Total transfer expenditure last summer v this summer and what it means for the clubs involved

By Tony Attwood

In the end, the preliminary figures from the transfer window show Arsenal spent the fourth largest sum in the league, behind Man U, Man C and Chelsea in that order.  The figures below only reflect the summer transfer window.

Spend pos Club 2015 spend Lge Position 2016 spend
1 Manchester Airport £153.0m 4 £153.85m
2 Manchester Mourinho £108.1m 5 £157.25m
3 Liverpool! £78.4m 8 £67.92m
4 Chelsea Roubles £66.15m 10 £120.11m
5 Aston Villa £54.3m Relegated  
6 Tiny Totts £49.3m 3 £70.13m
7 Newcastle £49.25m Relegated  
8 Southampton £36.7m 6 £44.12m
9 State Aid Utd £33.9m 7 £52.96m
10 West Bromwich Albion £32.5m 14 £22.44m
19 Arsenal £10.0m 2 £96.05m

As we have seen before the amount spent has nothing much to do with the position that the club ends up occupying at the end of the season.  Two of the top spenders from last summer were relegated, and the club that won the league wasn’t even in the top spending list.  Leicester actually spent less than Watford last summer.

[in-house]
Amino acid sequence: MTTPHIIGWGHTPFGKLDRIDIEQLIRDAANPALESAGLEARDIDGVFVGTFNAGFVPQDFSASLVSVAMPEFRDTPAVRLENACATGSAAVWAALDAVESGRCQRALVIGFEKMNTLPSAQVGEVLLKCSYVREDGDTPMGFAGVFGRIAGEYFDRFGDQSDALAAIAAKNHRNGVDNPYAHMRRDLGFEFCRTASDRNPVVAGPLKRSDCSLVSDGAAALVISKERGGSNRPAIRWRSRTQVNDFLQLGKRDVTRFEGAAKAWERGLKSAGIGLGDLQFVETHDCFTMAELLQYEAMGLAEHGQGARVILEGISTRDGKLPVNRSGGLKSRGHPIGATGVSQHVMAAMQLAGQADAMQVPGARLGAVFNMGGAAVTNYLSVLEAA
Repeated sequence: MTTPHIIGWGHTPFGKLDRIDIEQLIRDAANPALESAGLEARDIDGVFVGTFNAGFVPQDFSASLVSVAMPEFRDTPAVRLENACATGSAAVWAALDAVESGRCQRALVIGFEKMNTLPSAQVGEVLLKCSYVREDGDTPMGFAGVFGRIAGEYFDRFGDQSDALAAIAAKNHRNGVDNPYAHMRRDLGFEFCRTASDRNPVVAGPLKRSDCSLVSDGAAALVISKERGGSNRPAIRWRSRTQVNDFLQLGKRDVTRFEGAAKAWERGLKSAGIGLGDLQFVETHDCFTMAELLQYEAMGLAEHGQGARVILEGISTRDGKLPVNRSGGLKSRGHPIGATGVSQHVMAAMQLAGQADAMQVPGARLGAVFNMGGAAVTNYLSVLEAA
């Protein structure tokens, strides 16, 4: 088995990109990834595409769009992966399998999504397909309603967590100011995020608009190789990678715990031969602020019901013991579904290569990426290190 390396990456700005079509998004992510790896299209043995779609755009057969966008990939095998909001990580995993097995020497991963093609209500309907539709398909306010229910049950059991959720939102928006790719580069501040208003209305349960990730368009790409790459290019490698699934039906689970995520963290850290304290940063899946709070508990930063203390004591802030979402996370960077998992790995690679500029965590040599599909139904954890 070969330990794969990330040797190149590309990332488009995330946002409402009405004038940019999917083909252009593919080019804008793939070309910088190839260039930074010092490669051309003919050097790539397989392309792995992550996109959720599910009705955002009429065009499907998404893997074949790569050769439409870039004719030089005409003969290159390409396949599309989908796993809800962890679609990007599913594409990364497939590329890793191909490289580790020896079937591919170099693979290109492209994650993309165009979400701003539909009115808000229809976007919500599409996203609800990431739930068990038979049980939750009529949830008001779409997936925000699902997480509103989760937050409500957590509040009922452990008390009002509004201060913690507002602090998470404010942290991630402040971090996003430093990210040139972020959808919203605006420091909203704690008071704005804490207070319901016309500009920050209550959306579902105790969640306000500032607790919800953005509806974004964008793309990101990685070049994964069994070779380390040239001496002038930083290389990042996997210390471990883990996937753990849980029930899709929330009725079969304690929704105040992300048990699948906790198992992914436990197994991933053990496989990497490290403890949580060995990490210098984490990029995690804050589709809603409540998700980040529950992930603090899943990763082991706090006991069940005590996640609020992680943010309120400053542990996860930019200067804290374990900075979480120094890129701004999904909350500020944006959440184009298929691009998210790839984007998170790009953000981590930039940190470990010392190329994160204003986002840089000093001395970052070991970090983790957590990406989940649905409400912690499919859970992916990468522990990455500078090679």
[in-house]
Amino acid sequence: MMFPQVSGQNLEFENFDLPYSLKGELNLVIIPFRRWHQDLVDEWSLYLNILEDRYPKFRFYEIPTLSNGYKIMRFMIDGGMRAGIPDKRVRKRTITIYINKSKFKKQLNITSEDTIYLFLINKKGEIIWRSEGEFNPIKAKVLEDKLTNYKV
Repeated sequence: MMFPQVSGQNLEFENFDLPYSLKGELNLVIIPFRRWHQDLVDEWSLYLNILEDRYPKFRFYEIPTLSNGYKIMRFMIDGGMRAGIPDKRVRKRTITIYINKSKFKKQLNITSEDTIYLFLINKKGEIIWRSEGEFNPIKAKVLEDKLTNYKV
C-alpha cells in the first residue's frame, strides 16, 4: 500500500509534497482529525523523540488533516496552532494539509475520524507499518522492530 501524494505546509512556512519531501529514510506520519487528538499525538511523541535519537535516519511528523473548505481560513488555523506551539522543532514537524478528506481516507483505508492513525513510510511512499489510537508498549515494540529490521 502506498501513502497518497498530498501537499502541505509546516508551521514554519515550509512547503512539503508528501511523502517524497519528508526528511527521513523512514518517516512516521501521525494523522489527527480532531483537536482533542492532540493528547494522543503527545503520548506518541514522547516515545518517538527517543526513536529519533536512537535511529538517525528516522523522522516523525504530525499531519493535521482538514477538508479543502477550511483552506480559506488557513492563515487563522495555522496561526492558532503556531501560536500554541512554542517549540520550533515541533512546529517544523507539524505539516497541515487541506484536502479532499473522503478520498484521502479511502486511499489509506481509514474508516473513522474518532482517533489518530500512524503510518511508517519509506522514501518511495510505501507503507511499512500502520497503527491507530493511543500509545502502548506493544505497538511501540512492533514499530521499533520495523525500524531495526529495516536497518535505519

In one sense all this ought to be obvious.  A player’s ability to fit in and deliver for a team is not primarily related to money, but much more to what the rest of the team does, the tactics, whether he gets injured, how well his style, approach and personality fits with the rest of the squad and the manager.

For the team the success does of course depend to some degree on the players brought in.  But the transfer table ignores home grown talent, managerial ability, the merging of players together, and the players’ psychological ability to fit in and adjust to a new environment, learn a new language and so on.

All of which explains the figures we have seen before, that only 25% of big name transfers really have a significant impact in year 1.